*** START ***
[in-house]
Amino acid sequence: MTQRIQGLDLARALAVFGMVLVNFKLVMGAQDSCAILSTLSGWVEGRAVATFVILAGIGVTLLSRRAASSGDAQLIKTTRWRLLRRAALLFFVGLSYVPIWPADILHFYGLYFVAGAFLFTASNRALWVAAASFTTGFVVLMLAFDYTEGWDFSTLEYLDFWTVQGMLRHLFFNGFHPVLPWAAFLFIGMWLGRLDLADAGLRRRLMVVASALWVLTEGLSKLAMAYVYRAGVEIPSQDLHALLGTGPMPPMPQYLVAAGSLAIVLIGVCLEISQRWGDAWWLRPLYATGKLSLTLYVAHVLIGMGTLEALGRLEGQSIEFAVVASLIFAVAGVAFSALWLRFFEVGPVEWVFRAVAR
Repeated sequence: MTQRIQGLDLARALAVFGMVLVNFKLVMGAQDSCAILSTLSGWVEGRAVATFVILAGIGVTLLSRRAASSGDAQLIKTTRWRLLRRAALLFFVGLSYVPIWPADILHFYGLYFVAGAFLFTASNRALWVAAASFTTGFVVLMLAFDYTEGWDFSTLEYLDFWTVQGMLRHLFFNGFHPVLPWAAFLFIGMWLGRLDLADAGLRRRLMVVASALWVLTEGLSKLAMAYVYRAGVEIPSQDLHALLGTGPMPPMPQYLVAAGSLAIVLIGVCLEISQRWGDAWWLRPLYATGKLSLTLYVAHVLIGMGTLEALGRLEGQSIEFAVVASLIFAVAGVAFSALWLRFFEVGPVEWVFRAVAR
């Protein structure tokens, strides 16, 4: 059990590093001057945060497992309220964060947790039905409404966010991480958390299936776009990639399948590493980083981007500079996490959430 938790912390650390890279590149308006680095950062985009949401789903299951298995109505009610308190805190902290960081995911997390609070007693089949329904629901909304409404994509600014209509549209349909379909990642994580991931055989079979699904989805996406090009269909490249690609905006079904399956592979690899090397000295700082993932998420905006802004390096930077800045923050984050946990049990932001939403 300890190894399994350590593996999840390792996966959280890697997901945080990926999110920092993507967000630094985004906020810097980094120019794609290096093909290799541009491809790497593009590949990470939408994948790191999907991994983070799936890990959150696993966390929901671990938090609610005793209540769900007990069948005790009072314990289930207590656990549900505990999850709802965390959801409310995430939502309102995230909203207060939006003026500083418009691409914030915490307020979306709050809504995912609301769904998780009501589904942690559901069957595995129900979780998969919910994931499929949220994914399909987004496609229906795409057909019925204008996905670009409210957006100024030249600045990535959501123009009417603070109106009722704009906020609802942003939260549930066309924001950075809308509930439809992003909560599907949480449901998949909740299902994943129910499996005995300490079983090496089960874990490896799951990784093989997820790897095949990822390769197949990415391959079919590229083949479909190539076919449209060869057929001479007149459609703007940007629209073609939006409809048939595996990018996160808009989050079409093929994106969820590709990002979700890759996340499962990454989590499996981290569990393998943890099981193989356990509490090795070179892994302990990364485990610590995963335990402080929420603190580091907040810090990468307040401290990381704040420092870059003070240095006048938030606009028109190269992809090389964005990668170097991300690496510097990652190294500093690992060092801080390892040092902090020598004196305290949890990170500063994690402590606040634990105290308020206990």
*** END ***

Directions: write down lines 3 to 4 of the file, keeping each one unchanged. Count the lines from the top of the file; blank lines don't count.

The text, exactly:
Repeated sequence: MTQRIQGLDLARALAVFGMVLVNFKLVMGAQDSCAILSTLSGWVEGRAVATFVILAGIGVTLLSRRAASSGDAQLIKTTRWRLLRRAALLFFVGLSYVPIWPADILHFYGLYFVAGAFLFTASNRALWVAAASFTTGFVVLMLAFDYTEGWDFSTLEYLDFWTVQGMLRHLFFNGFHPVLPWAAFLFIGMWLGRLDLADAGLRRRLMVVASALWVLTEGLSKLAMAYVYRAGVEIPSQDLHALLGTGPMPPMPQYLVAAGSLAIVLIGVCLEISQRWGDAWWLRPLYATGKLSLTLYVAHVLIGMGTLEALGRLEGQSIEFAVVASLIFAVAGVAFSALWLRFFEVGPVEWVFRAVAR
């Protein structure tokens, strides 16, 4: 059990590093001057945060497992309220964060947790039905409404966010991480958390299936776009990639399948590493980083981007500079996490959430 938790912390650390890279590149308006680095950062985009949401789903299951298995109505009610308190805190902290960081995911997390609070007693089949329904629901909304409404994509600014209509549209349909379909990642994580991931055989079979699904989805996406090009269909490249690609905006079904399956592979690899090397000295700082993932998420905006802004390096930077800045923050984050946990049990932001939403 300890190894399994350590593996999840390792996966959280890697997901945080990926999110920092993507967000630094985004906020810097980094120019794609290096093909290799541009491809790497593009590949990470939408994948790191999907991994983070799936890990959150696993966390929901671990938090609610005793209540769900007990069948005790009072314990289930207590656990549900505990999850709802965390959801409310995430939502309102995230909203207060939006003026500083418009691409914030915490307020979306709050809504995912609301769904998780009501589904942690559901069957595995129900979780998969919910994931499929949220994914399909987004496609229906795409057909019925204008996905670009409210957006100024030249600045990535959501123009009417603070109106009722704009906020609802942003939260549930066309924001950075809308509930439809992003909560599907949480449901998949909740299902994943129910499996005995300490079983090496089960874990490896799951990784093989997820790897095949990822390769197949990415391959079919590229083949479909190539076919449209060869057929001479007149459609703007940007629209073609939006409809048939595996990018996160808009989050079409093929994106969820590709990002979700890759996340499962990454989590499996981290569990393998943890099981193989356990509490090795070179892994302990990364485990610590995963335990402080929420603190580091907040810090990468307040401290990381704040420092870059003070240095006048938030606009028109190269992809090389964005990668170097991300690496510097990652190294500093690992060092801080390892040092902090020598004196305290949890990170500063994690402590606040634990105290308020206990």